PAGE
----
“Please step aside, ma’am.” The airport security guard didn’t even bother to look at her. Hardly anyone deigned to give her more than two seconds of their precious time anymore. The older she was, the more insignificant she became.
“I have a boarding pass.” Shirley Knott clawed through her purse.
“Ma’am.” The security guard sounded like he might be on the verge of looking at her. “You need to step aside and let other passengers get by.”
“I have it somewhere.” She couldn’t miss this flight. Otherwise, her ex-husband would be buried alone, lowered into the ground without a single mourner. No one deserved to vanish like that.
Another security guard touched her thin shoulder. “Ma’am, we don’t want to keep asking you to step aside.” He shielded her from a family with screaming children. Or maybe he was shielding the family from Shirley, trying to make her vanish. Her ex-husband had wanted to make her vanish. Everyone seemed to want that.
Shirley grabbed her valise and dragged it towards the metal detector. Maybe they would allow an insignificant old widow through without a boarding pass.
The security guard blocked her. As she tried to shove past, her elbow hit the side of the X-ray machine. Something on the conveyor belt fell over. She hardly realized what it was until a cold, stinging sensation traveled up her arm and spread into the rest of her body.
A purple liquid soaked her arm, leaking from a container marked with a biohazard symbol. The liquid sizzled on whatever it touched. Shirley lifted her arm and stared at the soaked area in dread.
“You all right, ma’am?” a security guard asked, glancing at her for almost a full second before he got distracted by other travelers.
Her limbs tingled. She might die from whatever biohazard this was, and no one cared. She was too elderly, too alone, for anyone to pity. “Why couldn’t you have helped me find my boarding pass?” Shirley asked the guard.
The guard didn’t glance at her. A second later, he reeled as if someone had punched him in the stomach. He retched…and as Shirley backed away, she noticed how his muscles slid beneath his skin, like cooked meat.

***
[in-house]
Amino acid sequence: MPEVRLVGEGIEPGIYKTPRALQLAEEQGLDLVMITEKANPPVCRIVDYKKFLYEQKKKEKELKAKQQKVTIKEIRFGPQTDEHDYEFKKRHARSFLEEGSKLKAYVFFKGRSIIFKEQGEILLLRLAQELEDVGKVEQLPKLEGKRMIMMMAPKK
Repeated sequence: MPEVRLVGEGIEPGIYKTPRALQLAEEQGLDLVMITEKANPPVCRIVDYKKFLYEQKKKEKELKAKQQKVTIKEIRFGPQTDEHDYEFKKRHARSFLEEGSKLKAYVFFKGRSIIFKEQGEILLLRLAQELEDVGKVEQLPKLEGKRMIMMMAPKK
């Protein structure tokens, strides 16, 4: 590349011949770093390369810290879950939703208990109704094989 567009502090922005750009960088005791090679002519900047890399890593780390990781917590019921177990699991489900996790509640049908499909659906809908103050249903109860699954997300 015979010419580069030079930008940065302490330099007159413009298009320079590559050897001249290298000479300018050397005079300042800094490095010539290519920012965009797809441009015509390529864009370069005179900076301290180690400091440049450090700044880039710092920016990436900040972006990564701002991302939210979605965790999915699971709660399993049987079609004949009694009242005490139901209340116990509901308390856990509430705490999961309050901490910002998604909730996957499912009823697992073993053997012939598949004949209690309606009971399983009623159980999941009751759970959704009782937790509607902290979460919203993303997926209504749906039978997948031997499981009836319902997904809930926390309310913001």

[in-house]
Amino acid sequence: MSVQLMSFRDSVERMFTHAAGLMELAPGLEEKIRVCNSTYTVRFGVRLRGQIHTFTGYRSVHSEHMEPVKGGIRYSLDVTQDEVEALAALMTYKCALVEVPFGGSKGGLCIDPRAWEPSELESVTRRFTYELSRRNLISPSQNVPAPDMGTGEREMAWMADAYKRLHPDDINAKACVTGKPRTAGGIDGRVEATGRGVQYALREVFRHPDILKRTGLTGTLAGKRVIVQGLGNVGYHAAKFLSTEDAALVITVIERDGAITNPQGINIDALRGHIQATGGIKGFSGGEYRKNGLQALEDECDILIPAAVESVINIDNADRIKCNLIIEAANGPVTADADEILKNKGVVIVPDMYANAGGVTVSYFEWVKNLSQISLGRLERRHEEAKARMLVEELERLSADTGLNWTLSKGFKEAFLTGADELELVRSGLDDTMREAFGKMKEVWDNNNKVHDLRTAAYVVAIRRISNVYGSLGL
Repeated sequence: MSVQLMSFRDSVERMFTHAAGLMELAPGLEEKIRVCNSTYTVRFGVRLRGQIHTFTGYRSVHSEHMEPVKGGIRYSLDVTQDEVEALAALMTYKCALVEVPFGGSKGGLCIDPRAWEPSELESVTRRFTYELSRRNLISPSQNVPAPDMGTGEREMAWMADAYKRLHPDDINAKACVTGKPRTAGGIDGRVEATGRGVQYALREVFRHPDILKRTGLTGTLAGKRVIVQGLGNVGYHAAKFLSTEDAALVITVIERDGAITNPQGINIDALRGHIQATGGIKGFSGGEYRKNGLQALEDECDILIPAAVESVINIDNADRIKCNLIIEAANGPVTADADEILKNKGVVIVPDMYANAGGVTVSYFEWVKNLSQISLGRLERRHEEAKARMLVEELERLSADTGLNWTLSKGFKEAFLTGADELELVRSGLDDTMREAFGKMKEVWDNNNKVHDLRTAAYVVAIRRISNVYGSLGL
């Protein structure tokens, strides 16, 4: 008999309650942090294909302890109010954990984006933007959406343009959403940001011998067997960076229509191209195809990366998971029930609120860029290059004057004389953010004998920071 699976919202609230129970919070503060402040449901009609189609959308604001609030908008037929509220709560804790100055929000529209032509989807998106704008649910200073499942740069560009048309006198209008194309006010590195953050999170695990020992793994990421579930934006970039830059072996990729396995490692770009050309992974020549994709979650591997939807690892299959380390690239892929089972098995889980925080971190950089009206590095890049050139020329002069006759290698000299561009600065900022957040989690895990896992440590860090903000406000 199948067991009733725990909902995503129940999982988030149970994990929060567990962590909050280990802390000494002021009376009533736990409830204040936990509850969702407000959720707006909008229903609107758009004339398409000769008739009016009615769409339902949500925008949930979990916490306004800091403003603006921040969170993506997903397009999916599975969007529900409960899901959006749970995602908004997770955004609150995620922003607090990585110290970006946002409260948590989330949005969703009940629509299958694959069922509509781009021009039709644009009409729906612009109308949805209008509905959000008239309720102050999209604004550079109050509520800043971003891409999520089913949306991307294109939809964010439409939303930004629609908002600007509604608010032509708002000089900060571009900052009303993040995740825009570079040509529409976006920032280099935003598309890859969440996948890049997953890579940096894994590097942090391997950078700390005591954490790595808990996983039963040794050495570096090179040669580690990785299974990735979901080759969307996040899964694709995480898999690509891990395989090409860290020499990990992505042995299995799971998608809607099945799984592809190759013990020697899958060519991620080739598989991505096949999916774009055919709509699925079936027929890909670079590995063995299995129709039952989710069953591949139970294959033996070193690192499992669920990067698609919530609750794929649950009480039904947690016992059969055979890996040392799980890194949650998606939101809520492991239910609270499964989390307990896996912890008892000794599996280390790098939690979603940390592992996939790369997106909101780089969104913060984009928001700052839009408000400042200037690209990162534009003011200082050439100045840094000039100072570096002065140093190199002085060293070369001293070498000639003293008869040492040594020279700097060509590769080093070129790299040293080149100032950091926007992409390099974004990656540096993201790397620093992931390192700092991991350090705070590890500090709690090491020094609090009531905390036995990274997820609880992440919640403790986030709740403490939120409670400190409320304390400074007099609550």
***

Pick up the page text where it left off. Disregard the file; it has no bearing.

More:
He screamed in agony. Suddenly, his torso elongated, like stretched rubber. His head drooped on his lengthening neck. Clothing and skin ruptured, revealing muscles glistening with bloody slime.
The line of travelers shoved each other to back away. Not Shirley. If the guard’s transformation was a reaction to the biohazard material, she supposed she might be next…and that would be better than dying alone, unmourned, like her ex-husband. She might actually get noticed this way.
The red horror of the security guard pulsated, and then grew a shiny metallic shell. Legs fused into one unit. His arms spread outward in a flattening cross. His face grew pinched and featureless, and his screams ended as his mouth vanished into a metallic protrusion.
The thing that ended up in the security aisle was a small airplane. No sign of humanity remained.
Onlookers wept. One child ran around with her phone, snapping photos.
Shirley didn’t understand what had happened, but she knew an opportunity when she saw one. She snatched her valise and squeezed through the security checkpoint.
The further into the terminal she walked, the fewer people looked panicked. Shirley spotted a lone man who looked like an aging cowboy, and blocked his path. “Pardon me, sir. Do you know which gate leaves for Dallas?”
The man blew through his mustache in irritation. “Well, ma’am, the flight monitors are right over there.”
Shirley glanced at the monitors, but their text was too blurry for her poor vision. When she turned back to the cowboy, he was groaning and rippling in obscene way, just like the security guard had done.
He grew squat, losing height. Bones cracked, loud enough for her to hear despite his screams. Even his clothes changed, fusing into what looked like cheap plastic. Everything about him was becoming squat, square, and gray. He went silent as his mouth fused shut.